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A Salute to the Last French Fry in the Bag and Why They Make Me Happy

I love me some fries, rings, and tots

By Lee J. Bentch Published about a year ago 3 min read
A Salute to the Last French Fry in the Bag and Why They Make Me Happy
Photo by Christian Bolt on Unsplash

My biggest weakness is my greatest strength. And that is a love for fried potatoes of all kinds, with a clear focus on French Fries.

Eating fries is not the healthiest way to ingest potatoes, and I occasionally overindulge, and that's my weakness. But loving French Fries and restraining myself from overdosing is a sign of commitment and focus, thus my strength.

I got a job many years ago by answering an interview question with my potato analogy. The interviewer was from Belgium, and they take their Fries, as she said 'Frites' seriously over there.

Fried foods raise the ire of many Dr's and Dieticians. There is no doubt, deep-fried food in mass quantities as part of a regular diet is terrible. But like eating Ice Cream, an occasional dip is not catastrophic and should be enjoyed guilt-free.

I support the notion of an occasional indulgence that defies dietary advice, and my target indulgence is a rare order of fried food.

I love French Fries, along with Tater Tots and Onion Rings. They are the ultimate snack food. They are salty, crunchy, soft and tender, hot and steamy, with the right amount of fat to carb ratio; they are the perfect go-to food for driving. Chicken Nuggets, Jalapeno Poppers, and Fried Cheese Sticks are all runners up. They are good but more expensive than fries.

Easy to order, all familiar fast-food places serve fries. There are also a lot of mid to upscale restaurants serving them gourmet style. My favorites are fries drizzled with Truffle or Rosemary Oil, embellished with garlic and parsley, and served in their own custom heated dish with homemade aioli sauce.

French fry's cousins, the Tater Tot and the Onion Ring run a close second in putting fried food on a pedestal. There is nothing more enticing than a platter of crispy Tater Tots served with spicy ketchup.

Onion Rings have become the latest in gourmet recognition. Some local restaurants have kitchen sections dedicated to making homemade onion rings. The bigger the onions, the better. They are now being served on gourmet burgers, complements to fine cuts of steaks, and are options with fish and chips at some local taverns.

Of course, there is nothing healthy about the three titans of fried foods, except that onions are vegetables with a spackling of fiber and vitamins, and potatoes are nutrient-rich. Small servings of each are healthier than eating half a pizza or three pieces of crispy fried chicken. But beware, nothing is satisfying about a small serving. Fried comfort foods can be addictive and outweigh the benefits of a morning workout.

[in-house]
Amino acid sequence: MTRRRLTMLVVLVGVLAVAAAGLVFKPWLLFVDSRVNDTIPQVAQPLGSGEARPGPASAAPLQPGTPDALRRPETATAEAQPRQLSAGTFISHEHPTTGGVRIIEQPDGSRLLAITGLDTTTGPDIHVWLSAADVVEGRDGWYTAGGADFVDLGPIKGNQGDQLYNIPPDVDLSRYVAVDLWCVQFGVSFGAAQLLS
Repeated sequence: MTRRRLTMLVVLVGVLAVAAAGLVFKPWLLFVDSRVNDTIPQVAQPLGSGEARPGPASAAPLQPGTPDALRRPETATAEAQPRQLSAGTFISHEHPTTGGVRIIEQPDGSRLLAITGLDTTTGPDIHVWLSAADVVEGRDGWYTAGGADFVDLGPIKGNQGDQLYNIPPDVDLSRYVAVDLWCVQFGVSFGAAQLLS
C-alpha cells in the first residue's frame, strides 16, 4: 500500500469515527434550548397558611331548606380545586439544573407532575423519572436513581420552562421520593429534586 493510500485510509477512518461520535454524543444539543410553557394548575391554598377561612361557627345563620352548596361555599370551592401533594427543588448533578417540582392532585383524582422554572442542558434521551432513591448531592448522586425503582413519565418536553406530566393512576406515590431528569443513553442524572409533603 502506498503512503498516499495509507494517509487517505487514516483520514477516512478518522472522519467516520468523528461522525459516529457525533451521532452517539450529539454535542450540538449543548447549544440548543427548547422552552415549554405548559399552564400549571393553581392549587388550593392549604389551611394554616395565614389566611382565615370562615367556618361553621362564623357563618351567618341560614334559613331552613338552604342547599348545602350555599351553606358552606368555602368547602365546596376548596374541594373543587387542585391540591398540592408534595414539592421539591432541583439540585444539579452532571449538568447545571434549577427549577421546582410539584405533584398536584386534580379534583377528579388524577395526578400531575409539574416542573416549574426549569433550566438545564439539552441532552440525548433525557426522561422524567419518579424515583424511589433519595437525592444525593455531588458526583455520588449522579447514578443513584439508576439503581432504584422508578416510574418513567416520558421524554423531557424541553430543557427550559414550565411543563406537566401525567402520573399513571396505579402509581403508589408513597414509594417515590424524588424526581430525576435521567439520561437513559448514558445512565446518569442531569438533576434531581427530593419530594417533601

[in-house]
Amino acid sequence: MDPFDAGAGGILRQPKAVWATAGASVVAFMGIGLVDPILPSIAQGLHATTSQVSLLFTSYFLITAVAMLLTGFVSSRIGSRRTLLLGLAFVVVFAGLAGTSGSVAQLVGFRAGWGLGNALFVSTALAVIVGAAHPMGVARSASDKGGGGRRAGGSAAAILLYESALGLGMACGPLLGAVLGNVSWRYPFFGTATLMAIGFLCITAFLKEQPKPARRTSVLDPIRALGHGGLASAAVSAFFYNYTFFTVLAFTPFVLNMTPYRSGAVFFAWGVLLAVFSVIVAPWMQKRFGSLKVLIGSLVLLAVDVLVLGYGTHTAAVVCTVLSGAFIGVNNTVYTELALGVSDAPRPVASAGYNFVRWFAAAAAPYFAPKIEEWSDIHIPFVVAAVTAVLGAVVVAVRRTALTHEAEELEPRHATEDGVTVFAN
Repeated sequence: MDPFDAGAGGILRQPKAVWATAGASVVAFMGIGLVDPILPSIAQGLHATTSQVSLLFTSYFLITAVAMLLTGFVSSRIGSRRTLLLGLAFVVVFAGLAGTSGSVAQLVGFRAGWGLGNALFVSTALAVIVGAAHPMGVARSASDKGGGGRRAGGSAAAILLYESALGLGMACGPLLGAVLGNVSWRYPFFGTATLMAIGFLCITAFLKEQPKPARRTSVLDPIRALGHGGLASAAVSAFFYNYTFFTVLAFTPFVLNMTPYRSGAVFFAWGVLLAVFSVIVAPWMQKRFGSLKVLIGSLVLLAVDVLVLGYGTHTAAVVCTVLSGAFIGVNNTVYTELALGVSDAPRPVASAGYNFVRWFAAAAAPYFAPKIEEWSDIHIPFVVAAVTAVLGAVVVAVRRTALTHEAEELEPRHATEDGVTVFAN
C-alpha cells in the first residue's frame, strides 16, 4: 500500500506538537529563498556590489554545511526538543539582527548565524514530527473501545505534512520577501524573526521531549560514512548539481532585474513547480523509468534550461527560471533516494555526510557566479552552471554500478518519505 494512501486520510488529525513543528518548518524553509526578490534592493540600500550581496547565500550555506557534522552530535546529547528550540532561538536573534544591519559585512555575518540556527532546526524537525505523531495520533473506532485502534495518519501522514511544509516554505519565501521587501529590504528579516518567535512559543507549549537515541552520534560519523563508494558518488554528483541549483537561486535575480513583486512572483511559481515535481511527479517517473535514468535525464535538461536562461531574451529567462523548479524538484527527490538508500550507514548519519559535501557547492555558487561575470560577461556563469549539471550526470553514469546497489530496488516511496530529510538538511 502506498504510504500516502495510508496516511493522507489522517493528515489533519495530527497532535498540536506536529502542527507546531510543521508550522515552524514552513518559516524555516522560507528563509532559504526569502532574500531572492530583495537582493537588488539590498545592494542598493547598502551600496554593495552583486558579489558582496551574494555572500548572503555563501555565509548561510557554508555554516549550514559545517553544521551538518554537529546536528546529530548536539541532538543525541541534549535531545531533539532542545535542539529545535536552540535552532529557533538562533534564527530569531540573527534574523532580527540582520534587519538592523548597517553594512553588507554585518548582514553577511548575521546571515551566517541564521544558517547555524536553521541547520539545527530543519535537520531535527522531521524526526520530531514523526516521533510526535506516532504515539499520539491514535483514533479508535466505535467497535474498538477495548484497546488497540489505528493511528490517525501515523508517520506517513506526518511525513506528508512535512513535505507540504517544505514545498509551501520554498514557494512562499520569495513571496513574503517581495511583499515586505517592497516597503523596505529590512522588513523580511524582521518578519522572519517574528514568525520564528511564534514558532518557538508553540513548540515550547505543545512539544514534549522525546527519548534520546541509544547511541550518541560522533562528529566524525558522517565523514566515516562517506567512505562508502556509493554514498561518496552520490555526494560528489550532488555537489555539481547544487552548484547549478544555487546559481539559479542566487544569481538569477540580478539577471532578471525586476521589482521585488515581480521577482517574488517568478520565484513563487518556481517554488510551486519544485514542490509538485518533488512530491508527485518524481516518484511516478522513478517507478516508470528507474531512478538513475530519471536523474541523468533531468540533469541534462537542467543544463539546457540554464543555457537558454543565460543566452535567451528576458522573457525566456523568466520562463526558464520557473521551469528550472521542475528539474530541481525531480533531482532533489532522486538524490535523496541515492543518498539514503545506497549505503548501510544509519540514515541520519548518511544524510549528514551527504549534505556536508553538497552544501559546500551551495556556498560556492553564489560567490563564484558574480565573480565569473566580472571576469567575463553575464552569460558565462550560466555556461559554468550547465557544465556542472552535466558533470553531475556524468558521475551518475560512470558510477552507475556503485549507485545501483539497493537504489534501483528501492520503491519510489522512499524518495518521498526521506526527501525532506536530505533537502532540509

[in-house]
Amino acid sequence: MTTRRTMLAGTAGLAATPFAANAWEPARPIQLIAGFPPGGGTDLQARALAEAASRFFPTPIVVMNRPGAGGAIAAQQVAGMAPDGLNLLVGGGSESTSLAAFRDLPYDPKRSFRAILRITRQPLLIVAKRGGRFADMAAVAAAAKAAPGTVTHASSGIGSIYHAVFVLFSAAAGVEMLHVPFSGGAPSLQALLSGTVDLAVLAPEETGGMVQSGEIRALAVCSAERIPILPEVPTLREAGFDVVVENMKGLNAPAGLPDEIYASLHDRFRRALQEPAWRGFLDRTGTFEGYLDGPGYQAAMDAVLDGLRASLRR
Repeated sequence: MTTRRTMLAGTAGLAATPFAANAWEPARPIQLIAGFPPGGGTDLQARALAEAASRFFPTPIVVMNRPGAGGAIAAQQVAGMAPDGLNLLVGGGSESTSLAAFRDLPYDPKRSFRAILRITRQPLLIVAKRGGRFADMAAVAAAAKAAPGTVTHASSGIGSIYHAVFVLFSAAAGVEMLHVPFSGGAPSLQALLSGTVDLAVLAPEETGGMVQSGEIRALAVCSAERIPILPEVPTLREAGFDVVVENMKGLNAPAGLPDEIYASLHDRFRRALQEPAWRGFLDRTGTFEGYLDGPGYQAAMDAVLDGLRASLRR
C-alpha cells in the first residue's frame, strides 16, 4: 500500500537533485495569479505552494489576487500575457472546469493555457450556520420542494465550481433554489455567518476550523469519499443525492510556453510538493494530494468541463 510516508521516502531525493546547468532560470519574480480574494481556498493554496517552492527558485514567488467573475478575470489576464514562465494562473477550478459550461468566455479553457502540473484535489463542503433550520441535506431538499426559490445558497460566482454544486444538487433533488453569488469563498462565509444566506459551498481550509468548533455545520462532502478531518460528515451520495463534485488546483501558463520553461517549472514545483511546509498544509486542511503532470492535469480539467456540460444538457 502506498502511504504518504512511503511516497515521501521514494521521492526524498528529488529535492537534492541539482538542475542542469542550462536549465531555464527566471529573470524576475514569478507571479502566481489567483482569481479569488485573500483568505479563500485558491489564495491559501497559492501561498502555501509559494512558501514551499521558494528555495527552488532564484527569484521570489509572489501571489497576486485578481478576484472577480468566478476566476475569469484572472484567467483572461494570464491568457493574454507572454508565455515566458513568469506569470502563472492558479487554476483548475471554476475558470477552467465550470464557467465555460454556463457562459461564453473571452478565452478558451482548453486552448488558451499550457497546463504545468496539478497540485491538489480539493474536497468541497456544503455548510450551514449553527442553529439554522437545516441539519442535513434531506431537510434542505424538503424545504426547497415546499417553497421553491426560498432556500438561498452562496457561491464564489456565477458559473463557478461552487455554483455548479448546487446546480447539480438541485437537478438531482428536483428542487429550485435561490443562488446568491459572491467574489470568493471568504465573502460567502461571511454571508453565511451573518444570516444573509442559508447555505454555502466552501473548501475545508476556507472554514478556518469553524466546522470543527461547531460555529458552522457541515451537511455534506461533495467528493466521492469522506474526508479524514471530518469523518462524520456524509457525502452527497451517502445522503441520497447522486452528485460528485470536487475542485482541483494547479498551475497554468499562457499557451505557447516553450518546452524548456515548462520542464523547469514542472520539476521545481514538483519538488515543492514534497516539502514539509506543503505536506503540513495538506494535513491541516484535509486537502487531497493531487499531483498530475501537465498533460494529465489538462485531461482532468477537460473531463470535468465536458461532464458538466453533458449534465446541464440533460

Nothing is better on a hot day than stopping at a local burger joint, ordering medium fries, a cold limeade, and a snack size of tots and onion rings. I do that once a month. Usually, on days I'm destined to spend a long time in traffic.

I've learned over the years that once you finish a bag of fries, there is always more hiding in the bottom. Most get covered with napkins or ketchup packets. But they are there.

These are the aggressive runts of the fry order. Little potato bastards trying to hide from my hungry hands while I know they are there. Sometimes I pull into a parking lot and shake the empty bag to find them. One to five fries or tots always attempt to escape and hide, but they are ultimately found and eaten.

Once I'm done with the order and the urge is over, it will be another month before I order them.

My mother always taught me to finish what I put on my plate, and I've carried that lesson over to the food I order at restaurants, even if it comes in a bag. Thus my compelling desire to finish off every last morsel of fried deliciousness I can find.

There is no implied or hidden nutritional value in a bag of Fries, Tots, and Rings. Only a few minutes of junk food bliss to be enjoyed on a rare occasion.

Previously published on Medium.com.


About the Creator

Lee J. Bentch

I am a general interest author actively involved with technology and communications. My inspiration to write is multi-dimensional. I am a multi-service Veteran.with a Masters in Communications from the University of Northern Colorado.

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